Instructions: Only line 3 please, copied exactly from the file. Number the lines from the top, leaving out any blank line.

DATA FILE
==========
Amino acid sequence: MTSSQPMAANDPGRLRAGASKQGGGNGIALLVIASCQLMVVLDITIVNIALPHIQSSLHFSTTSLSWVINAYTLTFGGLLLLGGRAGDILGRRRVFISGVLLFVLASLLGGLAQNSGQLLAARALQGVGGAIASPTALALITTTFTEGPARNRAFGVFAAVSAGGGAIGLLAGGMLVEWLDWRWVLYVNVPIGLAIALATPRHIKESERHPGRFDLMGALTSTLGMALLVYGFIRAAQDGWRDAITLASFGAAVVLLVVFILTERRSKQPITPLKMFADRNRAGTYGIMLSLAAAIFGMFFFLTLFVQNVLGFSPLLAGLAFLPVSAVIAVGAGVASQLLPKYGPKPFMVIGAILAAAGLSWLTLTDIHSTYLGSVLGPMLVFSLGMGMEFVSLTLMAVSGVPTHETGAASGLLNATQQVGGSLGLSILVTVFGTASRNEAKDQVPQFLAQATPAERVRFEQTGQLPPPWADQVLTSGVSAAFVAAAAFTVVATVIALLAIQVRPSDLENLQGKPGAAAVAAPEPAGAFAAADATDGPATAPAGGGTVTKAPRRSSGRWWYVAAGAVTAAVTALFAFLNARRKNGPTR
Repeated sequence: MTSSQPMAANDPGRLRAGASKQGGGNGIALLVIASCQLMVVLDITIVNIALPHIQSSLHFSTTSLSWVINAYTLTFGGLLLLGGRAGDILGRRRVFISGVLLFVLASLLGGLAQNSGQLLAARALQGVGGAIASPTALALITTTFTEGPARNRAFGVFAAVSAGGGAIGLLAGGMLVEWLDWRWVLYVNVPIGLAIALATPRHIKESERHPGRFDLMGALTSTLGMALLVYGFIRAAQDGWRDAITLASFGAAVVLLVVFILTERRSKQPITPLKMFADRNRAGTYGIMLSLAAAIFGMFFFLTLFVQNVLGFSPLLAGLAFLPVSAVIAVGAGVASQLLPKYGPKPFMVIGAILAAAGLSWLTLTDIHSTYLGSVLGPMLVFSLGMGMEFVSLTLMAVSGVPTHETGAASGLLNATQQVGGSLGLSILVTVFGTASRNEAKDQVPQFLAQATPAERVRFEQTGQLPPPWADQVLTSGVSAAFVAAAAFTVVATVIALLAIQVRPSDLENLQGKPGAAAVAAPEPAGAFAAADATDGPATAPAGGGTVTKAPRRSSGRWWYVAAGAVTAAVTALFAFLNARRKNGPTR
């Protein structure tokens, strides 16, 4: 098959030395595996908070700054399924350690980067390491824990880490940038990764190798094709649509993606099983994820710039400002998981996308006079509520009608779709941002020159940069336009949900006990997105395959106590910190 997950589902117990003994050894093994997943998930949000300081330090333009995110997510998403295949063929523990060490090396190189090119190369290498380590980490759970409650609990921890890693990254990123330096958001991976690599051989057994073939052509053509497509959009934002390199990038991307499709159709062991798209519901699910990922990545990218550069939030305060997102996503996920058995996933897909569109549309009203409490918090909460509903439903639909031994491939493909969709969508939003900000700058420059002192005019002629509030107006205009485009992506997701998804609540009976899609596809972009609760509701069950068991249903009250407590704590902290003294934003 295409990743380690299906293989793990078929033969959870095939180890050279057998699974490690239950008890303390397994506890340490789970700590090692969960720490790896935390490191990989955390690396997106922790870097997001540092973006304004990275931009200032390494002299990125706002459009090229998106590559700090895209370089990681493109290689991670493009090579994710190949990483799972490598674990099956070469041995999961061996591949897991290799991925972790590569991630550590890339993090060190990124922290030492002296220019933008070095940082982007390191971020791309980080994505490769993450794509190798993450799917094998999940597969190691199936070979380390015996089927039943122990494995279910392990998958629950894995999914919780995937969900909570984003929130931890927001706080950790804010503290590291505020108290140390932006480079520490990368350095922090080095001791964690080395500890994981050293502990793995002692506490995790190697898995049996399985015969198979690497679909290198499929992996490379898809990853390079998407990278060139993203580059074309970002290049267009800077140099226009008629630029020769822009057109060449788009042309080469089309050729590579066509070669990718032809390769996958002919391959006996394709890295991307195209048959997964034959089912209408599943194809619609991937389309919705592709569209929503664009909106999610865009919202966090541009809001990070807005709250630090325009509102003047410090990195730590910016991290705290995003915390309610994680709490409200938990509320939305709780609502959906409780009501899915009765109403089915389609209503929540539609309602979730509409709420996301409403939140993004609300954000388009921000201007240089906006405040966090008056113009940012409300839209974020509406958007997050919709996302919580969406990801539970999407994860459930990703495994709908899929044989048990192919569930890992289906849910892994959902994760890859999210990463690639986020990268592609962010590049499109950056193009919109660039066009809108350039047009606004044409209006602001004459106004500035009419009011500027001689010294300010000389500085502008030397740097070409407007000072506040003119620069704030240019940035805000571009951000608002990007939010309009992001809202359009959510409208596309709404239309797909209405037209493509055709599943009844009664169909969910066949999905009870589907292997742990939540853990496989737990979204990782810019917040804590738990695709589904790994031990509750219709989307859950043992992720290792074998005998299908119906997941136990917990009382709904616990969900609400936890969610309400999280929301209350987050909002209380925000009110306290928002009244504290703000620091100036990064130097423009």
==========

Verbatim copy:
């Protein structure tokens, strides 16, 4: 098959030395595996908070700054399924350690980067390491824990880490940038990764190798094709649509993606099983994820710039400002998981996308006079509520009608779709941002020159940069336009949900006990997105395959106590910190 997950589902117990003994050894093994997943998930949000300081330090333009995110997510998403295949063929523990060490090396190189090119190369290498380590980490759970409650609990921890890693990254990123330096958001991976690599051989057994073939052509053509497509959009934002390199990038991307499709159709062991798209519901699910990922990545990218550069939030305060997102996503996920058995996933897909569109549309009203409490918090909460509903439903639909031994491939493909969709969508939003900000700058420059002192005019002629509030107006205009485009992506997701998804609540009976899609596809972009609760509701069950068991249903009250407590704590902290003294934003 295409990743380690299906293989793990078929033969959870095939180890050279057998699974490690239950008890303390397994506890340490789970700590090692969960720490790896935390490191990989955390690396997106922790870097997001540092973006304004990275931009200032390494002299990125706002459009090229998106590559700090895209370089990681493109290689991670493009090579994710190949990483799972490598674990099956070469041995999961061996591949897991290799991925972790590569991630550590890339993090060190990124922290030492002296220019933008070095940082982007390191971020791309980080994505490769993450794509190798993450799917094998999940597969190691199936070979380390015996089927039943122990494995279910392990998958629950894995999914919780995937969900909570984003929130931890927001706080950790804010503290590291505020108290140390932006480079520490990368350095922090080095001791964690080395500890994981050293502990793995002692506490995790190697898995049996399985015969198979690497679909290198499929992996490379898809990853390079998407990278060139993203580059074309970002290049267009800077140099226009008629630029020769822009057109060449788009042309080469089309050729590579066509070669990718032809390769996958002919391959006996394709890295991307195209048959997964034959089912209408599943194809619609991937389309919705592709569209929503664009909106999610865009919202966090541009809001990070807005709250630090325009509102003047410090990195730590910016991290705290995003915390309610994680709490409200938990509320939305709780609502959906409780009501899915009765109403089915389609209503929540539609309602979730509409709420996301409403939140993004609300954000388009921000201007240089906006405040966090008056113009940012409300839209974020509406958007997050919709996302919580969406990801539970999407994860459930990703495994709908899929044989048990192919569930890992289906849910892994959902994760890859999210990463690639986020990268592609962010590049499109950056193009919109660039066009809108350039047009606004044409209006602001004459106004500035009419009011500027001689010294300010000389500085502008030397740097070409407007000072506040003119620069704030240019940035805000571009951000608002990007939010309009992001809202359009959510409208596309709404239309797909209405037209493509055709599943009844009664169909969910066949999905009870589907292997742990939540853990496989737990979204990782810019917040804590738990695709589904790994031990509750219709989307859950043992992720290792074998005998299908119906997941136990917990009382709904616990969900609400936890969610309400999280929301209350987050909002209380925000009110306290928002009244504290703000620091100036990064130097423009």